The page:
let denote the total numbers of vertices in these five kinds of components, respectively. It follows that
Because is -regular, the number of edges connecting a vertex of and a vertex of is at least
Given that each vertex of can be incident with at most such edges, and that achieves at , we have
It follows from Eq. (3) that, when is -regular,
This proves the lemma.
We now consider only , that is, is cubic.
In this case, Lemma 1 (or Eq. (4)) states that . Therefore, one sees that when the number of triangles in is small, we can expect this new lower bound to be more effective, compared against the lower bound stated in Eq. (2). For example, when , we have
It follows that the defective -coloring for gives a -path vertex cover , see Eq. (1), satisfying
On the other hand, when , that is, there are a considerable number of triangle components in , we will construct a new graph denoted as from the input graph as follows. For every triangle in , we create a distinct vertex of in ; two vertices of are adjacent if and only if the corresponding two triangles of share a common edge or they are connected by an edge in .111We remark that two distinct triangles of the cubic graph either share exactly one edge, or have no vertex in common. One may easily verify that the graph can be constructed in time, , and the maximum degree of the vertices of is at most . Moreover, a subgraph of that is a collection of triangle components one-to-one corresponds to an independent set of .
Recall the best approximation algorithm for the MIS problem on degree- graphs by Berman and Fujito  has a performance ratio for any small positive . We next run this approximation algorithm on to obtain an independent set of , and therefore (roughly, by ignoring )
where is the independence number of , which corresponds to the maximum number of non-adjacent triangles in . Let denote the set of the vertices of not on the triangles of ; then is a solution to the PVC problem on , and its cardinality is
where the last inequality is due to .
From Eqs. (5) and (7), we can design an algorithm, denoted as Approx1, to first compute in time a defective -coloring for the input cubic graph , then in time find the color with less vertices and set to contain all these vertices. It also constructs the triangle graph from and applies the best approximation algorithm for MIS to compute an independent set in , then it sets to contain all the vertices of not on the triangles of . Lastly, it returns the smaller one between and as the final solution. See Figure 2 for a high-level description of the algorithm Approx1, of which the running time is dominated by the running time of the best approximation algorithm for the MIS problem on degree- graphs.
We thus conclude with Theorem 3.
The algorithm Approx1 is a -approximation for the PVC problem on cubic graphs.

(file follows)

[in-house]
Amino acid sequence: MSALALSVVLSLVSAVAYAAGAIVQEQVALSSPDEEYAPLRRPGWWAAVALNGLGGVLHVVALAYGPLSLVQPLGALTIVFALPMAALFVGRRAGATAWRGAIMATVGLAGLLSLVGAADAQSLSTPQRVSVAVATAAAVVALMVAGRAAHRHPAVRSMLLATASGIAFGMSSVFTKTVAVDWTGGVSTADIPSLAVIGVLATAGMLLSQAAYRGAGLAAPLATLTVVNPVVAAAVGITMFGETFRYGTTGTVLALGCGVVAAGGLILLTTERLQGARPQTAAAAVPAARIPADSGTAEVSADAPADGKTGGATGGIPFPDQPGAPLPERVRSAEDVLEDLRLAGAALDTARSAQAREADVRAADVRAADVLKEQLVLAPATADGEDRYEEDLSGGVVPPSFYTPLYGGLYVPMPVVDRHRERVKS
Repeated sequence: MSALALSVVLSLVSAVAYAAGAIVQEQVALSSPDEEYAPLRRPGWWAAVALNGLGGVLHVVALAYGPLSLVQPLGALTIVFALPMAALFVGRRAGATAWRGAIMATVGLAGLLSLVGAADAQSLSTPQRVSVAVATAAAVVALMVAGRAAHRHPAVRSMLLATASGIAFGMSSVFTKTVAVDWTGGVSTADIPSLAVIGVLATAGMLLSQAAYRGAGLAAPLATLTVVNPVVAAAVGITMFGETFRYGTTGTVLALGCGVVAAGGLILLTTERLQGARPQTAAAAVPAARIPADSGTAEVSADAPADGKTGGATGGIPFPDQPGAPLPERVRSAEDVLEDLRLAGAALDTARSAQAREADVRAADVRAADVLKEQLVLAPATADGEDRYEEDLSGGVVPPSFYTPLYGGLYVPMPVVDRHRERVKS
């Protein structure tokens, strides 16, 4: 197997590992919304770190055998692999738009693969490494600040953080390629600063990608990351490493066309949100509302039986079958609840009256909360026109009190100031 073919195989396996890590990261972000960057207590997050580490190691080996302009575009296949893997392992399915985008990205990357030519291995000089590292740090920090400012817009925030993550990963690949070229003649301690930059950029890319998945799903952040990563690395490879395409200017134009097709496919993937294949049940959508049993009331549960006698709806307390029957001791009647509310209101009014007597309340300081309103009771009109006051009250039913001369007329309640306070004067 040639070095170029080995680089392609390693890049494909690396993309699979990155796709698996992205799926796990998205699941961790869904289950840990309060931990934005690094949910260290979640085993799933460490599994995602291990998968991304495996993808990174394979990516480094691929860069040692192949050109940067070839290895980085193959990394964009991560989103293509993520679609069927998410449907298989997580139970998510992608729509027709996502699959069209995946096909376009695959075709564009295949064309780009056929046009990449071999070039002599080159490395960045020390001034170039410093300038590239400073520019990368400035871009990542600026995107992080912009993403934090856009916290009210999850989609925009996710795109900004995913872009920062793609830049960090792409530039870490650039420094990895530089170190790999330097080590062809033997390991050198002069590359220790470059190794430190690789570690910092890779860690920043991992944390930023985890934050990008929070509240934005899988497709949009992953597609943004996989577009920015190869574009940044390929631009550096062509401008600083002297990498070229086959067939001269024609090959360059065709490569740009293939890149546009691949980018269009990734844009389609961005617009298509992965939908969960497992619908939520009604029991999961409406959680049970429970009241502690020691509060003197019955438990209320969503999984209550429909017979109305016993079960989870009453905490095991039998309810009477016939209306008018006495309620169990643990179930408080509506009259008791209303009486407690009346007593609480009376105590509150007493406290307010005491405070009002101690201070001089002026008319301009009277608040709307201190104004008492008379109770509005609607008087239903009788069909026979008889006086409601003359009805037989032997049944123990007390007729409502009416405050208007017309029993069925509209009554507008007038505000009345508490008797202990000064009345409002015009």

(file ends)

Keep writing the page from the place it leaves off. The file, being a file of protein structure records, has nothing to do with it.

4 PVc on -regular graphs
The design ideas in the above algorithm Approx1 for cubic graphs do not trivially extend to -regular graphs, for one of the most important reasons that there are many more configurations for two triangles being adjacent (due to degree ) and the maximum degree of the similarly constructed triangle graph can be as high as . Such a high maximum degree voids the effectiveness of the best approximation algorithm for MIS on degree- graphs.
We present next an approximation algorithm, denoted as Approx2, for PVC on -regular graphs when is even, and show that its performance ratio is . When , the ratio is . We are able to provide a better but slightly more complex analysis for to show that the approximation ratio is actually no greater than ; we also use an instance to show that the ratio is almost tight for Approx2 when .
4.1 An approximation algorithm when is even
One of the design ideas in our algorithm is borrowed from Devi et al. . Let denote the input -regular graph, where is even.
In the algorithm Approx2, we first compute a subset of vertices by iteratively adding to it a degree- vertex until no more degree- exists in the remaining graph; then similarly and sequentially compute a subset of vertices by iteratively adding to it a degree- vertex until no more degree- exists in the remaining graph, for . Denote
The last remaining graph is , which has maximum degree and thus an optimal (i.e., minimum) -path vertex cover, denoted as , can be computed in time.
We will prove in Theorem 4 that is a -path vertex cover of the input graph , so is , for each . The algorithm Approx2 outputs the smallest among these covers as the final solution. A high-level description of Approx2 is depicted in Figure 3, and we prove in Theorem 4 that Approx2 is an -time -approximation for PVC on -regular graphs, when is even.